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Assessing the origin of black films on a granite historical building by analytical pyrolysis

AuthorsRosa Arranz, José M. de la ; Pereira de Oliveria, B.; Miller, A. Z. ; González-Pérez, José Antonio ; Dionísio, A.; Keizer, Jan Jacob; Sequeira Braga, M. A.
Historical building
Black films
Issue Date13-May-2014
PublisherUniversity of Aston in Birmingham
Citation20th International Symposium on Analytical and Applied Pyrolysis, Birmingham, UK, 19-23 May 2014
AbstractMost historic buildings made of natural stone are suffering the deleterious effects of weathering, natural accidents and anthropogenic impacts. In this study we have evaluated the origin of black films observed on the Third Order of St. Francis Church, built on 1805 in Porto (Portugal) by using Double shot Analytical Pyrolysis (Py-GC/MS), X-Ray Diffraction (XRD), as well as optical and Scanning Electron Microscopy (SEM-EDS). These films were the most perceptible degradation pattern of the granite monument façade, coating over 70% of the surface, evidenced by the blackening of the stone surface. Analytical pyrolysis revealed a significant presence of biogenic derived material, signing that biological activity is playing a major role in the development of black films in this historical building. Biomass burning (wood, carbon or forest fires) was also a considerably source of particulate organic matter in the area, as is suggested by the noteworthy presence of levoglucosane. The use of a wax based cover and/or vegetal oil coating has been exposed by i) the presence of Vitamin E, ii) the distribution of fatty acids and iii) the detection of specific Cholestanes. Microscopic and mineralogical analysis confirmed those findings. They revealed that the activity of phototrophic microorganisms caused the detachment process. In fact, the growth of endolithic lichens, as Sarcogyne privigna, and cyanobacteria is compatible with that process because their growth can disolve minerals and generates a weak interface in the granite, prone to its detachment as plaquettes. In addition, stereomicroscope showed the presence of different coloured layers in almost all samples. The black films presented an average thickness of 1 μm and were tightly adhered to the rough etched surface.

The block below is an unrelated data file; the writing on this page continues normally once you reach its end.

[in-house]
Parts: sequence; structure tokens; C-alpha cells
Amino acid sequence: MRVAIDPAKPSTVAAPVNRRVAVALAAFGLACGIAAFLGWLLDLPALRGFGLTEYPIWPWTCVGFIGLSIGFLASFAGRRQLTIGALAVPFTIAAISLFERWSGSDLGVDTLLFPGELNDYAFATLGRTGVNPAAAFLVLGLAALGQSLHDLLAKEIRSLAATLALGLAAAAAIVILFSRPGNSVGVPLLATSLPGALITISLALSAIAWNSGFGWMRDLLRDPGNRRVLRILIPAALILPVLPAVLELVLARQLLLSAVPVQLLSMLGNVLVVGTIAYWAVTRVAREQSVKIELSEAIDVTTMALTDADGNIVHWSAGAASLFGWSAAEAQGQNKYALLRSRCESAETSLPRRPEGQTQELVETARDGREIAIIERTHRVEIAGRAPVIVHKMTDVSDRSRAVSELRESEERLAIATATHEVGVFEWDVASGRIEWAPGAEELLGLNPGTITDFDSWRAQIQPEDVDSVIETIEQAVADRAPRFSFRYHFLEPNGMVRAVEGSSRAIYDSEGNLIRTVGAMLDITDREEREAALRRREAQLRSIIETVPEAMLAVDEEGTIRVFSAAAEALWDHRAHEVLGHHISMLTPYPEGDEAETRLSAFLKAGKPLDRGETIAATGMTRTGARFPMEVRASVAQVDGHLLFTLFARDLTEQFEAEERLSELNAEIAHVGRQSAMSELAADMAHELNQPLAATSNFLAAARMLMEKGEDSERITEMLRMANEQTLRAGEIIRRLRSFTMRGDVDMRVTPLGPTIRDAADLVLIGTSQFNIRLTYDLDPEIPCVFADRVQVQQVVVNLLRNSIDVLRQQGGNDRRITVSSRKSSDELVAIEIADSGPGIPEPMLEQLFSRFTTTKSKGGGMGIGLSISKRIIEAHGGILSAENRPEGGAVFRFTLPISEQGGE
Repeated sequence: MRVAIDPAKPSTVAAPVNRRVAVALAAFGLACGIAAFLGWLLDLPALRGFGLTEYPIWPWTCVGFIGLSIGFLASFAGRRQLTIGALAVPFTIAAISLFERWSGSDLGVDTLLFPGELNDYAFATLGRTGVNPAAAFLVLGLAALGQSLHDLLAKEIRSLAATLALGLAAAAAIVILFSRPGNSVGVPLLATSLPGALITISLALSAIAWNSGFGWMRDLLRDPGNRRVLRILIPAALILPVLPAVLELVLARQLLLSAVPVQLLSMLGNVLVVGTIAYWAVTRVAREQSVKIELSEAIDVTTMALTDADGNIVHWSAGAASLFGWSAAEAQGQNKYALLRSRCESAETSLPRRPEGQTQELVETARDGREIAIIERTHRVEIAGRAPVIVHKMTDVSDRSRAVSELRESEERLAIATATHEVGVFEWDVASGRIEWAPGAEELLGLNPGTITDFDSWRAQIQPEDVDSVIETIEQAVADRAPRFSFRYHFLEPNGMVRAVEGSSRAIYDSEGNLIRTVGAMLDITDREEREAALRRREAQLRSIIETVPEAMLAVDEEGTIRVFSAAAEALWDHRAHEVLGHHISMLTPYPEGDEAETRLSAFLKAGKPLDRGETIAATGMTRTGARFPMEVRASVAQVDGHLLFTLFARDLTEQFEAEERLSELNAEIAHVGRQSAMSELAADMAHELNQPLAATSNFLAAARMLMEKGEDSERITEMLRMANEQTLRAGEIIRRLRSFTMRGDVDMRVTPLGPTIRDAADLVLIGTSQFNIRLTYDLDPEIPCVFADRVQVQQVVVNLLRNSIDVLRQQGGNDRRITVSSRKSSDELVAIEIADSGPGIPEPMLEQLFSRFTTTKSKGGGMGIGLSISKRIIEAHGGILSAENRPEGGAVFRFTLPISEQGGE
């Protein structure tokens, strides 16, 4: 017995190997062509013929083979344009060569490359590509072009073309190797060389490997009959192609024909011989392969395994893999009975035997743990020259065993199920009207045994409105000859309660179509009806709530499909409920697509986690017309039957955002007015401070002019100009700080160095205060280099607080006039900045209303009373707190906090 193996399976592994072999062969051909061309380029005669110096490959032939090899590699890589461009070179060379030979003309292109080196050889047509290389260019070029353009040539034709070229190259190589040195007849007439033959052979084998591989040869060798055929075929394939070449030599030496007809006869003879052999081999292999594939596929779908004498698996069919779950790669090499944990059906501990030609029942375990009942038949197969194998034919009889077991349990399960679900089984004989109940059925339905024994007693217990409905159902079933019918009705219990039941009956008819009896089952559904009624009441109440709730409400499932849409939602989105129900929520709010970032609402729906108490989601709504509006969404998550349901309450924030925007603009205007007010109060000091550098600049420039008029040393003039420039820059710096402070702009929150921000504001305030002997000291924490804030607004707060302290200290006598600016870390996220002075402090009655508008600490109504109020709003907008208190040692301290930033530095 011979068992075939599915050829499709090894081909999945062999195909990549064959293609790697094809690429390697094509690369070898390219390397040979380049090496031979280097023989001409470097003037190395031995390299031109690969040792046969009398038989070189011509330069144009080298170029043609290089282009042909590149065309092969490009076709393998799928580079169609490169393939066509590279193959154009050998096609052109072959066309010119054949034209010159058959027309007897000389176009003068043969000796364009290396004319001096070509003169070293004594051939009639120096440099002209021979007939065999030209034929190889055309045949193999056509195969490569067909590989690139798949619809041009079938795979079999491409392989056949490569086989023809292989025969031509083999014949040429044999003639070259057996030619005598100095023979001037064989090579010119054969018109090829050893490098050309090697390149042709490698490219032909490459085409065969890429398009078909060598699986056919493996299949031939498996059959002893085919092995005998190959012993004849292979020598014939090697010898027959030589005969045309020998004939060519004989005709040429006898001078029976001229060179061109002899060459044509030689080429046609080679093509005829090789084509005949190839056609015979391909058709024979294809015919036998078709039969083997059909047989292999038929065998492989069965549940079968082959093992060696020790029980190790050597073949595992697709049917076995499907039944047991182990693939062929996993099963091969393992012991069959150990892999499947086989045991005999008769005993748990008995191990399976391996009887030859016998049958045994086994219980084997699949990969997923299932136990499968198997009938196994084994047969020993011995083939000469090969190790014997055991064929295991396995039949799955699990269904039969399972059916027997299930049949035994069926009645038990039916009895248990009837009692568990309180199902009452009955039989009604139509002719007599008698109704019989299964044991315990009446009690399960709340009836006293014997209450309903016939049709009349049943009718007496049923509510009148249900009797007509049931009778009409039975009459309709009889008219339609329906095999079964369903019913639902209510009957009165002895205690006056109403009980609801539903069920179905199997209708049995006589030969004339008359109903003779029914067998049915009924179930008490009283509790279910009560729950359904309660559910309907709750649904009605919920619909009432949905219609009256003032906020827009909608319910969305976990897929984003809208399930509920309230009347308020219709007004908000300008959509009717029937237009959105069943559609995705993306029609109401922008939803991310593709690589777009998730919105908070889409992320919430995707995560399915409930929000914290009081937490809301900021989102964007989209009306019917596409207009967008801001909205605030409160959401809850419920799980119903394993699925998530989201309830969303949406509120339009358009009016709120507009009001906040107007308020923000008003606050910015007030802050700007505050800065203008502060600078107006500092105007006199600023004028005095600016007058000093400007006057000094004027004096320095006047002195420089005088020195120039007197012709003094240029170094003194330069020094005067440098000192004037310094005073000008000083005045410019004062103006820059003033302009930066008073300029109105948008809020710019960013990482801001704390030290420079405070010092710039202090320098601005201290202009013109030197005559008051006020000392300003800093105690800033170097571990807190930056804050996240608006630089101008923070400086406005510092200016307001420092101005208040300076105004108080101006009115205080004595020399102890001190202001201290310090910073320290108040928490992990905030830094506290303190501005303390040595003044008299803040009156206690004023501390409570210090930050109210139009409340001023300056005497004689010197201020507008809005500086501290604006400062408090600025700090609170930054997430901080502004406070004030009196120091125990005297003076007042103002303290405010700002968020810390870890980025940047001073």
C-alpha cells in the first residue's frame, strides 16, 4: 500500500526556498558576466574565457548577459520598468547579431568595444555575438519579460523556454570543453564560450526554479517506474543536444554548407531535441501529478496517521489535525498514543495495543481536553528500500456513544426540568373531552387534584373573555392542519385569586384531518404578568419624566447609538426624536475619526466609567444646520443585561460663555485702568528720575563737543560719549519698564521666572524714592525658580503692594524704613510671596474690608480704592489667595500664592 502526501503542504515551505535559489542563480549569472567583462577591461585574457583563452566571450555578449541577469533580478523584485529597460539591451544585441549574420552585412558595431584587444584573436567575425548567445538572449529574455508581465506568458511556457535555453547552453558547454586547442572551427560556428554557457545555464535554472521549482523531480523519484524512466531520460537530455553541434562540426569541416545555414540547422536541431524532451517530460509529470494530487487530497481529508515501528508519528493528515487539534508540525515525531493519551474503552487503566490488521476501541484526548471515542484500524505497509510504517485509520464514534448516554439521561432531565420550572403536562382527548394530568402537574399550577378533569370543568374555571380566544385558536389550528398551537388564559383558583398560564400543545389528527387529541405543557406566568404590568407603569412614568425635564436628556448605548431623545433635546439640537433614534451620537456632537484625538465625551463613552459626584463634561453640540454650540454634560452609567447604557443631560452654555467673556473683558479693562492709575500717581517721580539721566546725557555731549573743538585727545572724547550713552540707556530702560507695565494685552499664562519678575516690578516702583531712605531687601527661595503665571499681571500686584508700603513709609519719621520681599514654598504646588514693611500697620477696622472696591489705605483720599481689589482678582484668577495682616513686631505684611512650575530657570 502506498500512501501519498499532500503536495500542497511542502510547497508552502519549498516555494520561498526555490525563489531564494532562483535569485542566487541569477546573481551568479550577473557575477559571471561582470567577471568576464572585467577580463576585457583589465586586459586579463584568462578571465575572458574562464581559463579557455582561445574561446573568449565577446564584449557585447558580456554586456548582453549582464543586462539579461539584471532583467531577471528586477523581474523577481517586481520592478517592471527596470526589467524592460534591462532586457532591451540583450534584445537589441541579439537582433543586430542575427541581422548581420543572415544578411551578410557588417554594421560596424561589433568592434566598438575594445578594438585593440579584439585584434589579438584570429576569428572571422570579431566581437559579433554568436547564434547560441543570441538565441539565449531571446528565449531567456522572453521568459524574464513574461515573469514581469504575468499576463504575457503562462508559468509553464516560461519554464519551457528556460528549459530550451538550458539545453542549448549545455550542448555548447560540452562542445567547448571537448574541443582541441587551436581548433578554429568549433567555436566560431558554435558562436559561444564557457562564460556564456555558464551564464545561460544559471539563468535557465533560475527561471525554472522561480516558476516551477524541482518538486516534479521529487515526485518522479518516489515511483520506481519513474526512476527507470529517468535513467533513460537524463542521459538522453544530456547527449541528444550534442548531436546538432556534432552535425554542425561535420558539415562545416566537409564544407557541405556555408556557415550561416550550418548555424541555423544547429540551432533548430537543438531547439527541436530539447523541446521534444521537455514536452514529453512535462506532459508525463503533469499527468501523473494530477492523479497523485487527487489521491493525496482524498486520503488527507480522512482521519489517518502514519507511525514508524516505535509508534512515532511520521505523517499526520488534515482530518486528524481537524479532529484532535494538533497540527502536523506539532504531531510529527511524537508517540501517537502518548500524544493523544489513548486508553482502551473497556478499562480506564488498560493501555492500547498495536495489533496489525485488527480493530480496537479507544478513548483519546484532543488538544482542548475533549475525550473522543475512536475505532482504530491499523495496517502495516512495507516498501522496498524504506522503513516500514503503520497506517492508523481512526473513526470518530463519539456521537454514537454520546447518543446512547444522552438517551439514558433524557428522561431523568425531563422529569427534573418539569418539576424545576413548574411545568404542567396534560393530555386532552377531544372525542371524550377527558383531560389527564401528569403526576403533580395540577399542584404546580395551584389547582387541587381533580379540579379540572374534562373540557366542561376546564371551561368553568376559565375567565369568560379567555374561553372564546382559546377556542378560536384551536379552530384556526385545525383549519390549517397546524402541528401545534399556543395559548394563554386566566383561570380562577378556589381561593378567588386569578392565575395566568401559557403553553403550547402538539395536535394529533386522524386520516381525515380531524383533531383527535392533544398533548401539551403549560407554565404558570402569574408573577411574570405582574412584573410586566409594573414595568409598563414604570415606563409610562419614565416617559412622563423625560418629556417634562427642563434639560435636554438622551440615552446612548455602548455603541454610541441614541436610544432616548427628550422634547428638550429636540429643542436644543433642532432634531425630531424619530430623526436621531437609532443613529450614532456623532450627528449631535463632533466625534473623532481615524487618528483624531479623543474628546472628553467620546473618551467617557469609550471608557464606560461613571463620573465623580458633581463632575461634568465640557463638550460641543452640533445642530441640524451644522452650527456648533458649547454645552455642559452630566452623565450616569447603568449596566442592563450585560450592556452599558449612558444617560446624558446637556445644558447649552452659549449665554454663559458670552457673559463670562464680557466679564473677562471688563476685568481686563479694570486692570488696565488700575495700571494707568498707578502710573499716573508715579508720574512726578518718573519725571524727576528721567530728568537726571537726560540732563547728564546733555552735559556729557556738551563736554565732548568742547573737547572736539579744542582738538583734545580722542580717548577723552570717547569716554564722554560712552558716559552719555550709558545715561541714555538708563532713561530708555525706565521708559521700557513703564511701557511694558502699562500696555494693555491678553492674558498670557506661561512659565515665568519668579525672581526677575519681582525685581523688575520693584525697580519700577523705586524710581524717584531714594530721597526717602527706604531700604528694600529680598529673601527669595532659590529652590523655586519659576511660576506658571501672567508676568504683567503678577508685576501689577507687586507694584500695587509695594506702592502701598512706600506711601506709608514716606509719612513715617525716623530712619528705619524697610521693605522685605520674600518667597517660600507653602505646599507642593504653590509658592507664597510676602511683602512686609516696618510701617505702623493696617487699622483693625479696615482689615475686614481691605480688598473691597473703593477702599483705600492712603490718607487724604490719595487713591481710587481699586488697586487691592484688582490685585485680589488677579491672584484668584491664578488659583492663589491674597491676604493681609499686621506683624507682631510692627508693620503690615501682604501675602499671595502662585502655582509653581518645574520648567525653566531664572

Appears in Collections:(IRNAS) Comunicaciones congresos
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